Samuel Corns Senior and Harriet Corns had four children – Samuel William, Hannah Jane, Harriet Mary and Helen Louise. Helen Louise died at the age of three. It was mentioned earlier that Harriet Corns’s maiden name was Newton. It has long been family lore that she was descended from Isaac Newton. This, however, is probably not strictly true since Isaac Newton never married, but he could, of course, have had an illegitimate son. The more likely connection is that Harriet was descended from a brother or cousin of Isaac Newton.

Samuel Corns Senior was indentured to an architect, one George Bidlake, at the age of 15. As we have already noted, the Deed of Indenture, dated April 15th 1860, describes William junior (Samuel’s father), as a "Gentleman" of Penn Fields near Wolverhampton. This rather suggests that the fortunes of the Corns family had prospered to the extent that William junior did not need to work. William junior may have had some interest in the business but left the day to day management to elder brother, John. Further evidence of the prosperity of the Corns family at this time is that a premium of £99 and 10 shillings was paid to George Bidlake for Samuel Corns Senior to be indentured to him – quite a considerable sum in those days.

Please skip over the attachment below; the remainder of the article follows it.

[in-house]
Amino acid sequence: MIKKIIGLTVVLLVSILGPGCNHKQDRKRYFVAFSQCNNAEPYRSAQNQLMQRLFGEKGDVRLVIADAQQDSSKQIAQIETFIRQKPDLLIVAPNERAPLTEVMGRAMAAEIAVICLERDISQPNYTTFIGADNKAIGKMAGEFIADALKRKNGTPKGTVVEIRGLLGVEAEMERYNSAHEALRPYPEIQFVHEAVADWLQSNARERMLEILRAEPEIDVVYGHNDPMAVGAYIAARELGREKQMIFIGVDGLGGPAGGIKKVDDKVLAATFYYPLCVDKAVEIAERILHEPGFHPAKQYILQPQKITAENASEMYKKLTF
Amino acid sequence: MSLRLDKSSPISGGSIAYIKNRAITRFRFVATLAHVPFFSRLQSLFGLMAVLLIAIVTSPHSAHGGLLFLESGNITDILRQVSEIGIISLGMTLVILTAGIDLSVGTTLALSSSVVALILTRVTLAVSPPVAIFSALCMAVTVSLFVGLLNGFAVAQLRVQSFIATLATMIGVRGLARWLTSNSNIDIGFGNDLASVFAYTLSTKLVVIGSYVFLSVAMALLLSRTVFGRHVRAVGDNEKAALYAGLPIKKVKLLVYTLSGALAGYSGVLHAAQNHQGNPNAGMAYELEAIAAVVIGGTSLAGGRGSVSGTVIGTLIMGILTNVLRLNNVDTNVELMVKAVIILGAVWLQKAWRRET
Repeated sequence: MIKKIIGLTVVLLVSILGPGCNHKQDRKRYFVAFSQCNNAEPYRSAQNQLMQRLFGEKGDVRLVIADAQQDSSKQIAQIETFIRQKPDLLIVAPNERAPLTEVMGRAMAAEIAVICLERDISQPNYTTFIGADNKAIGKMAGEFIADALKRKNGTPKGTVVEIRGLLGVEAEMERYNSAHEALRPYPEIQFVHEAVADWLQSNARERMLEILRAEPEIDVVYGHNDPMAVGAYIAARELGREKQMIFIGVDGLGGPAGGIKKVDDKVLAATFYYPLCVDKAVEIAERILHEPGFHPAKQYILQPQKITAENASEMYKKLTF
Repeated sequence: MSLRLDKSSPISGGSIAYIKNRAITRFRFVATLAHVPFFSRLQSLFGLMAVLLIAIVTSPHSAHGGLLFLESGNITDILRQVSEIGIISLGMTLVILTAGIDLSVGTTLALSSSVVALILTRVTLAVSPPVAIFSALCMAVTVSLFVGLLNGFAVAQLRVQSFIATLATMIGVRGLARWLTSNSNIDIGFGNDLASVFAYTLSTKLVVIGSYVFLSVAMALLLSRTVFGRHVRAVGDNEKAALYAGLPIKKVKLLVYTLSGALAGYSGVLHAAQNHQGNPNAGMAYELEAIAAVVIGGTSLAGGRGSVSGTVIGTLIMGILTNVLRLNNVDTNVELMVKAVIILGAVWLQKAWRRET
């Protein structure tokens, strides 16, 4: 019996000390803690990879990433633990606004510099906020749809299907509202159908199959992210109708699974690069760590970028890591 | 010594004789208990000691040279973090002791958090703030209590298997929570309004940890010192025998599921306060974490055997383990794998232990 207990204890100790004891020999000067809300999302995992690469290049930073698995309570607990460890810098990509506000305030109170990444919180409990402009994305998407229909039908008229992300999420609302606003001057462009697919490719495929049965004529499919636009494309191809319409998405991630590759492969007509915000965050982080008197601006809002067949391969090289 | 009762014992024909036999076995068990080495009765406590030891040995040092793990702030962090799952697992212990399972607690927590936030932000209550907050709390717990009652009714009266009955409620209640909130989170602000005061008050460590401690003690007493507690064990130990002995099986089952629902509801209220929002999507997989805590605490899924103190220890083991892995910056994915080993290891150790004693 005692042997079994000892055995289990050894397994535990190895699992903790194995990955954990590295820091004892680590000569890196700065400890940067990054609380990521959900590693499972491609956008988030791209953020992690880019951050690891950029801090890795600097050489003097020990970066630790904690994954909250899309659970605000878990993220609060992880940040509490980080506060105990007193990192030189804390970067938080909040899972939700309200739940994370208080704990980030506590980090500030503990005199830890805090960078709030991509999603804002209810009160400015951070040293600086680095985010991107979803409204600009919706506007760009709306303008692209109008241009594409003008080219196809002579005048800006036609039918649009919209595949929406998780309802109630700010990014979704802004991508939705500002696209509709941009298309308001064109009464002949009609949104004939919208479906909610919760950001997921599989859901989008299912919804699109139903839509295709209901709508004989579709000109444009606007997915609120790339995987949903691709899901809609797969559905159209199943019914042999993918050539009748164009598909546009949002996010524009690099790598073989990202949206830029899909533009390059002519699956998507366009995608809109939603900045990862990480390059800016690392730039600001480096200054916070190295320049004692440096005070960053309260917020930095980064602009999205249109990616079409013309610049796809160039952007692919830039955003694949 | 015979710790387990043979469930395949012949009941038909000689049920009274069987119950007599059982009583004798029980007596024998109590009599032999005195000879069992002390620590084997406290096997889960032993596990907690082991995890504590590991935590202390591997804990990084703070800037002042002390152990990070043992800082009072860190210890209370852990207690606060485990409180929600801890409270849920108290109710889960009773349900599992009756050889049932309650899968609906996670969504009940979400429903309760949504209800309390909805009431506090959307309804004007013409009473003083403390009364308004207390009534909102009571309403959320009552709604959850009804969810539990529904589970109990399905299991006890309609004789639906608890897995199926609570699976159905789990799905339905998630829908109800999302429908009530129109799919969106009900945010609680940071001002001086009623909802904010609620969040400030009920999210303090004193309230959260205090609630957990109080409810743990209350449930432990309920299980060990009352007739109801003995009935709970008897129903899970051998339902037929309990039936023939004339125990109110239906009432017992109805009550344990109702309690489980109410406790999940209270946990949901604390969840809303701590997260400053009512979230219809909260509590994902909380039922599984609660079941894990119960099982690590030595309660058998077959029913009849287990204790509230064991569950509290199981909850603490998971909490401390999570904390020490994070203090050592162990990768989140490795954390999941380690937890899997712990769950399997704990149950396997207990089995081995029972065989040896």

Whether or not Samuel Corns Senior ever practised as an architect, we do not know. What we do know is that he formed his own business as a Builders’ Merchant in Lower Stafford Street, Wolverhampton. The business, which also dealt in coal, coke and lime, eventually moved to Littles Lane, North Road, Wolverhampton adjacent to the canal, obviously a convenient location for shipping heavy goods.

Samuel Corns’s son, Samuel William Corns, became an electrical and mechanical engineer and worked with the Metropolitan Railway. As we have seen earlier, Charles Jones (born 1870) also joined the Metropolitan Railway and became its Chief Locomotive and Electrical Engineer. It would seem very likely that Samuel William Corns (born 1878) joined the Metropolitan Railway via his connection with Charles Jones. Harriet Mary, his sister, was married to Charles Jones’s younger brother, Henry. Furthermore Samuel William Corns worked at the ECC in Bushbury between 1898 and 1903 during the time when Richard Jones, the father of Charles and Henry, was the Works Manager. Samuel William Corns joined the Metropolitan Railway in 1904, one year after Charles Jones.

Hannah Jane Corns, the sister of Samuel William and Harriet Mary, never married. She lived at 86, Waterloo Road, Wolverhampton, where her mother Harriet (née Newton) had lived before her. Hannah Jane, in the entrepreneurial spirit of the Corns family, ran her own haberdashery shop.

Return to the
Jones family tree
Return to the
Proceed to Coffee
and Pepper Mills